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Automating Windows 7 Installation : Using Windows System Image Manager (part 3) - Creating an Unattended Answer File
The following steps show how to create an unattended answer file on a technician's computer that can be used to boot a system into the Sysprep Audit mode without user invention.
Automating Windows 7 Installation : Using Windows System Image Manager (part 2) - Exploring the Components of an Answer File
Pass 1 includes many of the basic Windows preinstallation options as well as some basic setup options. Figure 3 shows the Setup section expanded to show many of the available options that can be added to the answer file
Automating Windows 7 Installation : Using Windows System Image Manager (part 1) - An Overview of WSIM, Understanding Catalog Files
When you first open WSIM, it has almost nothing in it. However, once you start creating an answer file, the different panes of WSIM start displaying some important information.
Personalizing and Configuring Windows 7 : Performance Tweaks (part 4) - Improving Windows 7's Memory
A long time ago PCs of a bygone era had woefully inadequate amounts of RAM, and the versions of Windows used back then had to regularly swap large chunks of RAM back to slower, disk-based storage called virtual memory
Personalizing and Configuring Windows 7 : Performance Tweaks (part 3) - Monitoring Performance and Reliability
Windows has had a Performance Monitor since the earliest days of NT, but with Windows Vista, Microsoft debuted an amazing new utility, the Reliability Monitor, which tracks the overall reliability of your PC over time, ever since the first day you booted.
Personalizing and Configuring Windows 7 : Performance Tweaks (part 2) - Using Windows 7's Performance Options
While all the performance tools are available individually throughout the system, Windows 7 introduces a nice list of available tools, if you can find it.
Personalizing and Configuring Windows 7 : Performance Tweaks (part 1) - Making It Boot Faster
While we do recommend buying a new PC with Windows 7 preinstalled to get the best experience, the truth is that many PC makers seem to go out of their way to screw up what should be a happy experience.
Personalizing and Configuring Windows 7 : The Windows 7 User Interface (part 3) - Branding Windows 7 like a PC Maker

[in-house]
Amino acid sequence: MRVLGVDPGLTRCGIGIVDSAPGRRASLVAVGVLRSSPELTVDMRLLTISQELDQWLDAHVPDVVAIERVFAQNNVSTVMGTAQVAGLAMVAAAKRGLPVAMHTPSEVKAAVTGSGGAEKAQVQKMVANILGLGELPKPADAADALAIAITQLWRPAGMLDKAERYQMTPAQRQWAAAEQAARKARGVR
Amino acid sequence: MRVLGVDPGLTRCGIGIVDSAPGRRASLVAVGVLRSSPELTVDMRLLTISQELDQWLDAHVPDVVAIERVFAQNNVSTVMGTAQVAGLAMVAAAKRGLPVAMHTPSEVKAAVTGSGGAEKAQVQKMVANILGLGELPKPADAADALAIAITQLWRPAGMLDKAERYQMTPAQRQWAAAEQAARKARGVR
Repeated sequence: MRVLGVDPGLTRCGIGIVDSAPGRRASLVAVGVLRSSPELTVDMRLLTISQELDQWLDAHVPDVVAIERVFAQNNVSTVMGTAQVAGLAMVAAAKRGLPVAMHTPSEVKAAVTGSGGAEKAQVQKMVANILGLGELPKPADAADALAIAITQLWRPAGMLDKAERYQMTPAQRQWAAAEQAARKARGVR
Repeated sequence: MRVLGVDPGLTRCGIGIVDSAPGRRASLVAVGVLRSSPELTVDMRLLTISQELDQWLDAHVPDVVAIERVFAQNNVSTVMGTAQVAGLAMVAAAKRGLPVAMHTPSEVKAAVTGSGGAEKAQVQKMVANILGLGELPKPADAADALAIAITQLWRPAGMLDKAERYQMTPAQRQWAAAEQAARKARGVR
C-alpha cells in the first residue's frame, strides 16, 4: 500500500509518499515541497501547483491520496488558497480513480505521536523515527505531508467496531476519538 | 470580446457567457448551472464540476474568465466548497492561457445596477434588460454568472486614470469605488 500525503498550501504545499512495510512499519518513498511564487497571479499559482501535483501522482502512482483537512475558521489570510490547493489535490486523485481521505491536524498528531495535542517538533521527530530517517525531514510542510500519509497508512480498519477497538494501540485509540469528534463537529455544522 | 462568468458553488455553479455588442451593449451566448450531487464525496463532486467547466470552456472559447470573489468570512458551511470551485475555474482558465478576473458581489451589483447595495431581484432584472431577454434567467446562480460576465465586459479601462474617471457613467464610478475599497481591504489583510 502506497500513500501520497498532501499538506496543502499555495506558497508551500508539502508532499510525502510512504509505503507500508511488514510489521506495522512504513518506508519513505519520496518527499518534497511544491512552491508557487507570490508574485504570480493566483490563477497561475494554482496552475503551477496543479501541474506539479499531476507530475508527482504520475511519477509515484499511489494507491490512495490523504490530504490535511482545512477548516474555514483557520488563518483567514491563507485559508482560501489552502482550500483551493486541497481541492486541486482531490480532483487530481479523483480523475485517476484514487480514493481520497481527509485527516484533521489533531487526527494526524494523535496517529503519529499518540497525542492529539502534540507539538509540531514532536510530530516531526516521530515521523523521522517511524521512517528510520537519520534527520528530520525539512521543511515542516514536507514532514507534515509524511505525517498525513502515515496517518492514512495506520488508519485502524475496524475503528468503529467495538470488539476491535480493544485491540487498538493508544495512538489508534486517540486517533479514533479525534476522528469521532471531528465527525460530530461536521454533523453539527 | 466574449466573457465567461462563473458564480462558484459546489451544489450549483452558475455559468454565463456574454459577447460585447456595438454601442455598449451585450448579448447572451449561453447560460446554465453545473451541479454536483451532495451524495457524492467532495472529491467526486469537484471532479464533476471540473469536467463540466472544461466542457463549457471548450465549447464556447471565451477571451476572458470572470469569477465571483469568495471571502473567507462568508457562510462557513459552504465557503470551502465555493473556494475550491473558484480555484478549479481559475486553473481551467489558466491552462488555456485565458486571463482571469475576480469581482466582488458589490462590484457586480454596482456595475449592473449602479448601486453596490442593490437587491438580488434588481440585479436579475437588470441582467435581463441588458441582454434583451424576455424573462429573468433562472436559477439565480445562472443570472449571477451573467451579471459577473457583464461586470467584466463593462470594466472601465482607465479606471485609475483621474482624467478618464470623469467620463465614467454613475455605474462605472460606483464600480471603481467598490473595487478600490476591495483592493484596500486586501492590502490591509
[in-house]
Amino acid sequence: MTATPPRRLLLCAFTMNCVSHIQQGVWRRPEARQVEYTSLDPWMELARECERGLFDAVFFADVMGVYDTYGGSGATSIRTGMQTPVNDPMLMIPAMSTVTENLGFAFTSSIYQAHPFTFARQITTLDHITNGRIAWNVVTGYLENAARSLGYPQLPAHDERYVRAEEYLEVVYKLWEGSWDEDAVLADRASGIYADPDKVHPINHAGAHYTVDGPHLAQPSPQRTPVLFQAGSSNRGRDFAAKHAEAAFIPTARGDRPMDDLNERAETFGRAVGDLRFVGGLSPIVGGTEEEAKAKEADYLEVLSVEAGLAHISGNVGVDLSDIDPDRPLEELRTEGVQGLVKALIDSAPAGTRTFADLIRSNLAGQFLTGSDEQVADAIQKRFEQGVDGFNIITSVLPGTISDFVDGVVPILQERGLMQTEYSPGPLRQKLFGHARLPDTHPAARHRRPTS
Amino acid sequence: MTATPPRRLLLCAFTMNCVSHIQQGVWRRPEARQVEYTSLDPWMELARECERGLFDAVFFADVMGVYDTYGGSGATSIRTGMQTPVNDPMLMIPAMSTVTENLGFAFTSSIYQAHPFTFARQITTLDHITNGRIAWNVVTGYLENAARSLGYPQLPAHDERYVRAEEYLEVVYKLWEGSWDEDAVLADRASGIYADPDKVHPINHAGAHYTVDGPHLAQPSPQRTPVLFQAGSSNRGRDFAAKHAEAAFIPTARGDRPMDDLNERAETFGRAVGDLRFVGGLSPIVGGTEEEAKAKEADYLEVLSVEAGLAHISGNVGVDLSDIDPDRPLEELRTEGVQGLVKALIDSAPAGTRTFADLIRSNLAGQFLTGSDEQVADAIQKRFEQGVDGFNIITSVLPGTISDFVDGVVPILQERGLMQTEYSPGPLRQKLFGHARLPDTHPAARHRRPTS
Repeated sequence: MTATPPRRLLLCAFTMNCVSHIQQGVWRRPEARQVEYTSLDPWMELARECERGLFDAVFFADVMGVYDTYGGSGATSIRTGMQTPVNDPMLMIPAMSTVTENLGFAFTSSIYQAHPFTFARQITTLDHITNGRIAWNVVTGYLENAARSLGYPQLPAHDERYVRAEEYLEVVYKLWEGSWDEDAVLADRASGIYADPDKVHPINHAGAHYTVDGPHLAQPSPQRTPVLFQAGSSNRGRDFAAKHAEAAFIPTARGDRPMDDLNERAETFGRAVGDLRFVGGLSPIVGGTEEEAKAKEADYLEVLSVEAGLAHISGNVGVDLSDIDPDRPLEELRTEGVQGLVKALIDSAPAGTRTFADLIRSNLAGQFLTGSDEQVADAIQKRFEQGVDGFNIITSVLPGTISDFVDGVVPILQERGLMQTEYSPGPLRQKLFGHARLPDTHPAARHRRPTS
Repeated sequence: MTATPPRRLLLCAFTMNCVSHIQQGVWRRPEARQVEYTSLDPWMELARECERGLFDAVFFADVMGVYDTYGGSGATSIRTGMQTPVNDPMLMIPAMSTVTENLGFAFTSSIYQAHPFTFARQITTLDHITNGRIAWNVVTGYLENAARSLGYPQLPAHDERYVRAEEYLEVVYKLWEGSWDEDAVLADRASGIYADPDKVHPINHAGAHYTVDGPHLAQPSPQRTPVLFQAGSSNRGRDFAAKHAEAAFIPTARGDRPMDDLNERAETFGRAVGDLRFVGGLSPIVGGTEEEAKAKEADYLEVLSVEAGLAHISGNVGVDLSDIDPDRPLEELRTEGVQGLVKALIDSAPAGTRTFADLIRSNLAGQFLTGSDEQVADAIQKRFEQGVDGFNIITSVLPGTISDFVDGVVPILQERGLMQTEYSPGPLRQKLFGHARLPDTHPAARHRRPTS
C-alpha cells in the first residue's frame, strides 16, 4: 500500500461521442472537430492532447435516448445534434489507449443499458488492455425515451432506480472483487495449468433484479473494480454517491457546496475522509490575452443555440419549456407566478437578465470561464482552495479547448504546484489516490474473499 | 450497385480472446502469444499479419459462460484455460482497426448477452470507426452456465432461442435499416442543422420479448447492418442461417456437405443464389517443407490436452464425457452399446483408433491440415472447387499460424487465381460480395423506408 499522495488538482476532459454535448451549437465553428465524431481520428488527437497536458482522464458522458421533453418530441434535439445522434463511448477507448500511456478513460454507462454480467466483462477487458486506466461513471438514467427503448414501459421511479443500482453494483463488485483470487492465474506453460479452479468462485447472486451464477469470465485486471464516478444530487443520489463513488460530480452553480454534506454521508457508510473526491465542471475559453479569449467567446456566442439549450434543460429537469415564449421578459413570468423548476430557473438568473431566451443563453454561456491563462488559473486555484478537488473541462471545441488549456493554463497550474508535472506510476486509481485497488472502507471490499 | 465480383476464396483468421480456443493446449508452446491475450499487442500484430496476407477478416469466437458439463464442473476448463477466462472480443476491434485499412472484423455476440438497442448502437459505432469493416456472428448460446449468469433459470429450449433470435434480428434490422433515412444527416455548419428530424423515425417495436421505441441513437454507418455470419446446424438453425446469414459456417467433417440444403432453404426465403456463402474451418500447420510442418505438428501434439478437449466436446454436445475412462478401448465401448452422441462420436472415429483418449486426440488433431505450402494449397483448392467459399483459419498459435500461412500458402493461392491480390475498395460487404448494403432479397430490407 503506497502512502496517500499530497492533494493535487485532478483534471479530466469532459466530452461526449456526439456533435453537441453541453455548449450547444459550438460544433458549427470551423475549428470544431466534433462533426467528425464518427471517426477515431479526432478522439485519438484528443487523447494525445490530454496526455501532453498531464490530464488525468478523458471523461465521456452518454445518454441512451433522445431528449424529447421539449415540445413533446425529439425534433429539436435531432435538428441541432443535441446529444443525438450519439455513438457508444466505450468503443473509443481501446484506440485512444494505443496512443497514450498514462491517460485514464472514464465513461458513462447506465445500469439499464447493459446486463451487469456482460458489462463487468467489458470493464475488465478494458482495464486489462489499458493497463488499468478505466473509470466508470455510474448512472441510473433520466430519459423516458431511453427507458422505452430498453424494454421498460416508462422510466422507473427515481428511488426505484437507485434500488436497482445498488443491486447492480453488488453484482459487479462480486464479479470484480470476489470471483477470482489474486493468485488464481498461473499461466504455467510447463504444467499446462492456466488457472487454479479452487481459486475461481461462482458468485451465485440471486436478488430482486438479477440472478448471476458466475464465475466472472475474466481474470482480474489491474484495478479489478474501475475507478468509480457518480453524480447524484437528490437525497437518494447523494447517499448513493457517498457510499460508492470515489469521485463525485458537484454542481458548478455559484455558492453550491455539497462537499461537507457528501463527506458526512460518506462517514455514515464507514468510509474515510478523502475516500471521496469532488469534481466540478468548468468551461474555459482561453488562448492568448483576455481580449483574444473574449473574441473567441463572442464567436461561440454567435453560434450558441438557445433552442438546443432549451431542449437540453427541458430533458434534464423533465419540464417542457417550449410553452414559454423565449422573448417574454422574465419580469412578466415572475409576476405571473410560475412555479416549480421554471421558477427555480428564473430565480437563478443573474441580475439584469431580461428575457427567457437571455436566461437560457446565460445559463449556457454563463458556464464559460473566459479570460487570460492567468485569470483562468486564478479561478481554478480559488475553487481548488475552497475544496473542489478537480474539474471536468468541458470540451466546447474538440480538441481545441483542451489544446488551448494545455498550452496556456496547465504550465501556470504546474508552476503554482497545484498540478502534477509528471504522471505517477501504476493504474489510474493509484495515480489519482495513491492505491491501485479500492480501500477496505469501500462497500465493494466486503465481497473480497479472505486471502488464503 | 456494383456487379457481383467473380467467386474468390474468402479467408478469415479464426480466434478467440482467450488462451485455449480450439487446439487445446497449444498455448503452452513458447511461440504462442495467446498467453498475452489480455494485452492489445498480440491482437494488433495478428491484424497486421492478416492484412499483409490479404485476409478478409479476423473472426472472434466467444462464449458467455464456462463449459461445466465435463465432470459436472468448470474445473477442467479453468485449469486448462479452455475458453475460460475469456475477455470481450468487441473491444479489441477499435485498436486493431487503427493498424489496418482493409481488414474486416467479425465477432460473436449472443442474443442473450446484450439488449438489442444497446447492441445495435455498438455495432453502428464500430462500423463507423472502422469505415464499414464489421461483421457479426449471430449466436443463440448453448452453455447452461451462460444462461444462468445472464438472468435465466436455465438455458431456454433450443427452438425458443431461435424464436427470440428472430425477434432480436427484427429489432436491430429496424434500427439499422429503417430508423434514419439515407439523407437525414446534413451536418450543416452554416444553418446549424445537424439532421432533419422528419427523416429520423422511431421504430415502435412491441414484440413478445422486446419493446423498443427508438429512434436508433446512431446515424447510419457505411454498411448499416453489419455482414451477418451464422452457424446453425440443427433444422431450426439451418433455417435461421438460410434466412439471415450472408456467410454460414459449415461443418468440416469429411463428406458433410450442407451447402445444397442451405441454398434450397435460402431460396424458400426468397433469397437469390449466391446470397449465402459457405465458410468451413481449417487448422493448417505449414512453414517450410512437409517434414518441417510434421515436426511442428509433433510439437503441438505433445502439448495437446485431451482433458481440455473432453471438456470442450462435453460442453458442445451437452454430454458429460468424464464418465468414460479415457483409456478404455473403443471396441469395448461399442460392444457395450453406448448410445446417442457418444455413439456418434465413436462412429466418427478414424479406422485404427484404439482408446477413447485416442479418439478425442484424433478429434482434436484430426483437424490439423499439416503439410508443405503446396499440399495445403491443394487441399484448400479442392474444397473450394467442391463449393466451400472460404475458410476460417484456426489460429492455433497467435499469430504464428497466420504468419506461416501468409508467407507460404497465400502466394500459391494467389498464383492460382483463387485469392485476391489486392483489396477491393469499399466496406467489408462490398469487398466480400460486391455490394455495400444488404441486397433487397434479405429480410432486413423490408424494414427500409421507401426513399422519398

We happen to believe that Windows 7's user interface is a tremendous improvement over those of both its predecessors, Windows XP and Windows Vista, and various competing operating systems such as Mac OS X
Personalizing and Configuring Windows 7 : The Windows 7 User Interface (part 2) - Configuring Folder Options
Although the version of Windows Explorer found in Windows 7 is quite a bit different from that found in Windows XP and Windows Vista, some things haven't changed much at all.
Personalizing and Configuring Windows 7 : The Windows 7 User Interface (part 1) - Customizing the Start Menu
The Windows 7 Start menu is an evolution of the Start menu that debuted in Windows XP, and it offers a much smarter interface for interacting with the applications, documents, and other content on your PC than did the Start menus from previous Windows versions.
Games and Windows 7 : Games for Windows - LIVE (part 2) - Accessing Games for Windows - LIVE from within Compatible Games
You're really only participating in the best of what Games for Windows - LIVE offers when you're playing a compatible game, which still amounts to a pretty small selection of titles.
Games and Windows 7 : Games for Windows - LIVE (part 1) - Using the Games for Windows - LIVE Marketplace
The standalone Games for Windows - LIVE client is single-handedly devoted to the new Games for Windows – LIVE Marketplace, which is an online service and store that provides free and paid game-related content.
Using the Windows 7 Libraries : USING THE EXPLORER BROWSER CONTROL (part 2)
The Explorer Browser example doesn't contain a lot of code, yet you can do quite a bit with it because the ExplorerBrowser control provides a lot of functionality by itself.
Using the Windows 7 Libraries : USING THE EXPLORER BROWSER CONTROL (part 1) - Adding the Explorer Browser to Your Toolbox , Configuring the Explorer Browser Example
Explorer Browser is another in a long line of controls that Microsoft has provided for making it easier to create interesting applications using less code.
Using the Windows 7 Libraries : CONSIDERING USER-DEFINED COLLECTIONS
Placing projects, files, pictures, sounds, and other items in this folder means that the user can find them with ease, organize them, search within them, and generally access the things needed to conduct business, without having to consider where the resource is actually located.
Using the Windows 7 Libraries : USING NON-FILESYSTEM CONTAINERS
A number of non-filesystem containers are provided with the KnownFolders class. For example, the KnownFolders.Connections property is a non-filesystem container.
Using the Windows 7 Libraries : WORKING WITH KNOWN FOLDERS
Known folders are essentially those folders that the system already knows about — they're the folders that the system is designed to provide. The KnownFolders class contains a host of these folder listings as individual properties.
Games and Windows 7 : Installing and Playing Third-Party Games
Some games, especially older games, will require a bit of prodding. In some cases, Windows 7 includes compatibility information about certain problematic game titles, and in others you'll need to manually set up the game's shortcut to run in Windows XP or Windows Vista compatibility mode before it will run.